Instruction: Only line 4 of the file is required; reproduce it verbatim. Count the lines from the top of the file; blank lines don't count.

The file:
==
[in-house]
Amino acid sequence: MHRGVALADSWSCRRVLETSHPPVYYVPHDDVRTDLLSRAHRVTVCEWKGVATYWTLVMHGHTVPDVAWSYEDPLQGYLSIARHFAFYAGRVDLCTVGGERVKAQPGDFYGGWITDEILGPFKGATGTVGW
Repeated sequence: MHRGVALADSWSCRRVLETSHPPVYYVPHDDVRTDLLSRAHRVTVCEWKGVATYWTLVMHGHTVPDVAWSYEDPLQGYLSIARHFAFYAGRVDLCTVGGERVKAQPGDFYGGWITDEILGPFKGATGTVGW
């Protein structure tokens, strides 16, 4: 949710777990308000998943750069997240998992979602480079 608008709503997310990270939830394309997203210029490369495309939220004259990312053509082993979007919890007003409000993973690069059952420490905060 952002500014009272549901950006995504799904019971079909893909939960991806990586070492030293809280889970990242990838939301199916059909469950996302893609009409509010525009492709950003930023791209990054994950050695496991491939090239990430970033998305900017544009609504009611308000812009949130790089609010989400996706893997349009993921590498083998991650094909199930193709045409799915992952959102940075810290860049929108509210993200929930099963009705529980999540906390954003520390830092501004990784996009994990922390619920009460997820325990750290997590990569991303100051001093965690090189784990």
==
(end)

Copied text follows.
């Protein structure tokens, strides 16, 4: 949710777990308000998943750069997240998992979602480079 608008709503997310990270939830394309997203210029490369495309939220004259990312053509082993979007919890007003409000993973690069059952420490905060 952002500014009272549901950006995504799904019971079909893909939960991806990586070492030293809280889970990242990838939301199916059909469950996302893609009409509010525009492709950003930023791209990054994950050695496991491939090239990430970033998305900017544009609504009611308000812009949130790089609010989400996706893997349009993921590498083998991650094909199930193709045409799915992952959102940075810290860049929108509210993200929930099963009705529980999540906390954003520390830092501004990784996009994990922390619920009460997820325990750290997590990569991303100051001093965690090189784990």